The Night After Christmas

December 26, 2014

On this day after Christmas, I can’t resist highlighting “The Night After Christmas,” a popular parody of a popular poem.

There are some poems in the American canon (“The Song of Hiawatha” is one) that are just ripe for parody. The hugely popular “Account of a Visit from St. Nicholas”—also known as “The Night Before Christmas”—sparked the also- (but not quite as-) popular “The Night After Christmas.” Where the “Night Before” celebrates abundance, the “Night After” focuses on the inevitable results of overabundance. And, just as the original exists in variations, so the parody was reprinted with its own variations when the two were paired again in The Souvenir, in 1872.

“The Night After” includes a number of elements that would have disconcerted Moore: “flapdoddle” appears to be a variant of the more-common “flapdoodle;” the doctor’s horse is named for an early purgative. (The doctor’s visit to patients in their home was a “house call”—an experience once common in the U.S., but now as unlikely as an actual visit from St. Nicholas.)

“The Night After Christmas” (from Frank Leslie’s Budget of Fun, March 1864, p. 7.)

’Twas the night after Christmas, when all thro’ the house
Every soul was abed and as still as a mouse—
The stockings, so lately Saint Nicholas’s care,
Were emptied of all that was eatable there;
The darlings had duly been tucked in their beds,
With very full stomachs and pains in their heads.
I was dozing away in my new cotton cap,
And Nancy was rather far gone in a nap,
When out in the nursery arose such a clatter,
I sprang from my sleep, crying, “What is the matter?”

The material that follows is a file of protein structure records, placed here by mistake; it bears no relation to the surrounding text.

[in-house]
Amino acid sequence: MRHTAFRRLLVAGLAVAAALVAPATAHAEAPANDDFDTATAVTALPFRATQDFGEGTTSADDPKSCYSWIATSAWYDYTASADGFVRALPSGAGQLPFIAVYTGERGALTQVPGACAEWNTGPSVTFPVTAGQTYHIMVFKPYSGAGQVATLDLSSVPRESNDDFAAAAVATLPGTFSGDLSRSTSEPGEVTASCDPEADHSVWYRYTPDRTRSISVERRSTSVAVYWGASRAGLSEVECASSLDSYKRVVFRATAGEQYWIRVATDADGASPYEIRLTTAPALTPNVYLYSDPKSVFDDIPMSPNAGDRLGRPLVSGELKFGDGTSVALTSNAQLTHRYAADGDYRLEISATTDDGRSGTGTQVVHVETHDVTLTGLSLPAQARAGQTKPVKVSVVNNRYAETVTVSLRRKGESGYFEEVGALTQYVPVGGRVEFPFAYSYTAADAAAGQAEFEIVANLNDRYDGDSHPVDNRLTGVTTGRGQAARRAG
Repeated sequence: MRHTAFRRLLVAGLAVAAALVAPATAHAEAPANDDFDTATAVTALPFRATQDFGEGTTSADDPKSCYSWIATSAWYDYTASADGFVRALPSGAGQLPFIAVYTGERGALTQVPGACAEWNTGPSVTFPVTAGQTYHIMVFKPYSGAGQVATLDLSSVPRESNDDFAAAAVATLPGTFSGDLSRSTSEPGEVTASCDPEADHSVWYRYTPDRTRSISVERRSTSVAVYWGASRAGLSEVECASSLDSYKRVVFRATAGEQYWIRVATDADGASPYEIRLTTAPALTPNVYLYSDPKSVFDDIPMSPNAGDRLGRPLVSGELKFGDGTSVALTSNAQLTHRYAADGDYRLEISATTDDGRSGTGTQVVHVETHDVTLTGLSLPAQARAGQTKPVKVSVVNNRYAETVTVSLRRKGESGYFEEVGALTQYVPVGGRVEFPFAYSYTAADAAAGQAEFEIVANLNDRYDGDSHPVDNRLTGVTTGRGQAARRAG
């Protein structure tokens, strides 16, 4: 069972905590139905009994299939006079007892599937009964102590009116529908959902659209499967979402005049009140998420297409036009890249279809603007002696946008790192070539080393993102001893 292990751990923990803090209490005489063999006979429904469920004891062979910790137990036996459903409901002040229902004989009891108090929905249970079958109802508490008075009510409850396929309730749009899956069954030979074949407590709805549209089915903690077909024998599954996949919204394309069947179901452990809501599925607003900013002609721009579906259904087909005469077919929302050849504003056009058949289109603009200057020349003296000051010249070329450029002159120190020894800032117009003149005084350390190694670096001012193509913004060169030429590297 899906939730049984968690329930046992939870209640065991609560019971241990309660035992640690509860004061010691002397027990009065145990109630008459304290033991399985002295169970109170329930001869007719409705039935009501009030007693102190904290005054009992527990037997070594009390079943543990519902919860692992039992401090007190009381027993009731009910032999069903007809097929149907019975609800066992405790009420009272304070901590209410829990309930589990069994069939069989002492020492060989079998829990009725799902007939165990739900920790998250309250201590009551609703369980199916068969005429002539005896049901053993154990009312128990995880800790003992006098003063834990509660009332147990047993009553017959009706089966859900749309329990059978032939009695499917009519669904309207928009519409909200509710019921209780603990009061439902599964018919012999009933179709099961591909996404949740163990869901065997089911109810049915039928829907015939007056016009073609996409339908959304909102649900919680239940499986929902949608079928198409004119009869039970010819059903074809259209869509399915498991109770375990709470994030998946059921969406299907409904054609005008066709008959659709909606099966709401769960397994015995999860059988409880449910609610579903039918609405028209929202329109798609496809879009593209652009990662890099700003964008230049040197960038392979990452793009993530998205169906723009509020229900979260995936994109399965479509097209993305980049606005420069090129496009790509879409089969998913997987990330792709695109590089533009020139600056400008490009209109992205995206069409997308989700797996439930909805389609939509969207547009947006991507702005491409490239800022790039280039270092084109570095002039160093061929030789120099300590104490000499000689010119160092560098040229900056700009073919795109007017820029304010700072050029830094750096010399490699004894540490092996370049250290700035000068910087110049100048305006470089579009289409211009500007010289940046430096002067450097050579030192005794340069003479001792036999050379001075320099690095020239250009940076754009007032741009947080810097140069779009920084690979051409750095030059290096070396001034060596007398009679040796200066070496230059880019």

I flew to each bedside, still half in a doze,
Tore open the curtains and threw off the clothes,
While the light of the taper served clearly to show
The piteous plights of those objects below;
For what to the father’s fond eye should appear
But the little pale face of each sick little dear;
For each pet that had crammed itself full as a tick
I knew in a moment now felt like Old Nick.
Their pulses were rapid, their breathings the same—
What their stomachs rejected I’ll mention by name:
Now turkey, now stuffing, plum-pudding, of course,
And custards, and crullers, and cranberry sauce;
Before outraged Nature, all went to the wall—
Yes, lollypops, flapdoddle, dinner and all.
Like pellets which urchins from popguns let fly,
Went figs, nuts and raisins, jams, jelly and pie,
Till each error of diet was brought to my view,
To the shame of mamma and Santa Claus too.
I turned from the sight, to my bedroom stepped back
And brought out a vial marked “Pulv. Ipecac;”
When my Nancy exclaimed, for their sufferings shocked her,
“Don’t you think you had better, love, run for the doctor?”
I ran, and was scarcely back under my roof
When I heard the sharp clatter of old Jalap’s hoof;
I might say that I hardly had turned myself round
When the doctor came into the room with a bound;
He was covered with mud from his head to his foot,
And the suit he had on was his very best suit;
He had hardly had time to put that on his back,
And he looked like a Falstaff half fuddled with sack.
His eyes how they twinkled! Had the doctor got merry?
His cheeks looked like port and his breath smelt of sherry;
He hadn’t been shaved for a fortnight or so,
And the beard on his chin wasn’t white as the snow.
But inspecting their tongues in despite of their teeth,
And drawing his watch from his waistcoat beneath,
He felt of each pulse, saying, “Each little belly
Must get rid”—here he laughed—“of the rest of that jelly.”
I gazed on each chubby, plump, sick little elf,
And groaned when he said so in spite of myself;
But a wink of his eye, when he physicked our Fred,
Soon gave me to know I had nothing to dread.
He didn’t prescribe, but went straightway to his work
And dosed all the rest, gave his trousers a jerk,
And adding directions while blowing his nose,
He buttoned his coat, from his chair he arose,
Then jumped in his gig, gave old Jalap a whistle,
And Jalap dashed off as if pricked by a thistle;
But the doctor exclaimed, ere he drove out of sight,
“They’ll be well by to-morrow—good-night, Jones, good-night.”

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